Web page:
Why do classes in C++ have to declare their private functions? Has it actual technical reasons (what is its role at compile time) or is it simply for consistency's sake?
If you think about it, this is similar to declaring some functions
From the programmer's point of view, declaring private functions is still not completely useless. Imagine 2 classes, one of which is the
As to why exactly C++ was designed in this way, I would first say there is the historical reason: the fact that you can't slice a struct in C, was adopted by C++ so you can't slice a class (and adopted by other languages branched from C++, too). I'd also guess that it's about simplicity: Imagine how difficult it would be to devise a method of compilation in which you can split the class among different header files, let your source files know about it, and prevent others from adding stuff to your class.
A final note is that,
1 Actually not entirely. If you have inline functions in the class, they can refer to functions later defined in the same class. But probably the idea started from single pass and this exception later added to it.
2 It's inlined member functions in particular.
You have to declare all members in the definition of the class itself so that the compiler knows which functions are allowed to be members. Otherwise, a second programmer could (accidentally?) come along and add members, make mistakes, and violate your object's guarantees, causing undefined behavior and/or random crashes.
There's a combination of concerns, but:
From the POV of practical binary compatibility: as David says in a comment, private
Could C++ have been invented differently, to allow the .cpp file to reopen the class and add certain kinds of additional member functions, with the implementation required to arrange that this doesn't break binary compatibility? Could the one definition rule be relaxed, to allow definitions that differ in certain ways? For example, static member functions and non-virtual non-static member functions.
Probably yes to both. I don't think there's any technical obstacle, although the current ODR is very strict about what makes a definition "different" (and hence is very generous to implementations in allowing binary incompatibilities between very similar-looking definitions). I think the text to introduce this kind of exception to the rule would be complex.
Ultimately it might come down to, "the designers wanted it that way", or it might be that someone tried it and encountered an obstacle that I haven't thought of.
The access level does not affect visibility. Private functions are visible to external code and may be selected by overload resolution (which would then result in an access violoation error):
Imagine the confusion when this works:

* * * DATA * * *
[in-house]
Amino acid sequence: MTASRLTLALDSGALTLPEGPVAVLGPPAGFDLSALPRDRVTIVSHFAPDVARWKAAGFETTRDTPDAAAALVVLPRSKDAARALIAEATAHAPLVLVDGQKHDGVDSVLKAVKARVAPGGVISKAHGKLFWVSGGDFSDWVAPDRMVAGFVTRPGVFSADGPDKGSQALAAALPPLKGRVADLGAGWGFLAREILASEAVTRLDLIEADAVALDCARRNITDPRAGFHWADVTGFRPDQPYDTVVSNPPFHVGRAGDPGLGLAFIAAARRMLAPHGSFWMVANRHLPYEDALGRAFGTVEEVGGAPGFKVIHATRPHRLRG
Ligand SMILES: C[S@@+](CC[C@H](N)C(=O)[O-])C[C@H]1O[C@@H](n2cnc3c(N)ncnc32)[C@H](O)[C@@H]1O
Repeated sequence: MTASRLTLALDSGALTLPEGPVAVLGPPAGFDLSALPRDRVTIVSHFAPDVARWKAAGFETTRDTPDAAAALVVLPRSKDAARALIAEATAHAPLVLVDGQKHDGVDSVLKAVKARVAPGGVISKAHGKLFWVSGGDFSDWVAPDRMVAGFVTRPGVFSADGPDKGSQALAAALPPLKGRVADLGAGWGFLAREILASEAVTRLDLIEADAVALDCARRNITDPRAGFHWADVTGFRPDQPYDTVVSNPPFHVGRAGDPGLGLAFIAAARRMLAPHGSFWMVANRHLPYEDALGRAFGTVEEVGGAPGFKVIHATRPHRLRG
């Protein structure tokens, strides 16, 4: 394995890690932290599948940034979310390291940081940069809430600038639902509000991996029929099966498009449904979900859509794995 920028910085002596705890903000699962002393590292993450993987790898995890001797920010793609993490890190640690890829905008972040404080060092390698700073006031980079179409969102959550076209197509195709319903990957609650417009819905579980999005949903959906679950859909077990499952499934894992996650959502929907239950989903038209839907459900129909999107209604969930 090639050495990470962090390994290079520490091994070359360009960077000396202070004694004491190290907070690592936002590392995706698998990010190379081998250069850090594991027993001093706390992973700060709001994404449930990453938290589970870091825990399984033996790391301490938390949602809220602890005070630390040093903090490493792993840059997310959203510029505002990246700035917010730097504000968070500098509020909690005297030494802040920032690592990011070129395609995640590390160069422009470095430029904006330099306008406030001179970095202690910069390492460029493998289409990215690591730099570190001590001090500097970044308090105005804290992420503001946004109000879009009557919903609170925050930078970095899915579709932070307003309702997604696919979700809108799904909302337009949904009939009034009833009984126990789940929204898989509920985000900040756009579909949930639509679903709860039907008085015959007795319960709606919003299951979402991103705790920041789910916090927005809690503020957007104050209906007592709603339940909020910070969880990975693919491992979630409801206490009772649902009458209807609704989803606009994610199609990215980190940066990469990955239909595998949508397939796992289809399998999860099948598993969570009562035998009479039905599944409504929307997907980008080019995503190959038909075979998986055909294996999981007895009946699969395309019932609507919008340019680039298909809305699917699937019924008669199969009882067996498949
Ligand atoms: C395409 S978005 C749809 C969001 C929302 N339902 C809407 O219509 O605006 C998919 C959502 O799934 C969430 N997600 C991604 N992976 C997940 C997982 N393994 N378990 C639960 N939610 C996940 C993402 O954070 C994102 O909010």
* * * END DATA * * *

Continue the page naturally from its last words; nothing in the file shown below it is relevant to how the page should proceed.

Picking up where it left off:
But changing it to the first code causes overload resolution to select a different function. And what about the following example?
Or here's another example of this going wrong:
One reason is that in C++ friends can access your privates. For friends to access them, friends have to know about them.
Private members of a class are still members of the class, so they must be declared, as the implementation of other public members might depend on that private method. Declaring them will allow the compiler to understand a call to that function as a member function call.
If you have a method that only is used int the
There are a couple of reason on why private functions must be declared.
First Compile Time Error Checks
the point of access modifiers is to catch certain classes (no pun intended) of programming errors at compile time. Private functions are functions that, if someone called them from outside the class, that would be a bug, and you want to know about it as early as possible.
Second Casting and Inheritance
Taken from the C++ standard:
3 [ Note: A member of a private base class might be inaccessible as an inherited member name, but accessible directly. Because of the rules on pointer conversions (4.10) and explicit casts (5.4), a conversion from a pointer to a derived class to a pointer to an inaccessible base class might be ill-formed if an implicit conversion is used, but well-formed if an explicit cast is used.
Friends show each other there privates. A private method can be call by another class that is a friend.
4th General Sanity and Good Design
Ever worked on a project with another 100 developers. Having a standard and a general set of rule helps maintain maintainable. declaring something private has a specific meaning to everyone else in the group.
Also this flows into good OO design principles. What to expose and what not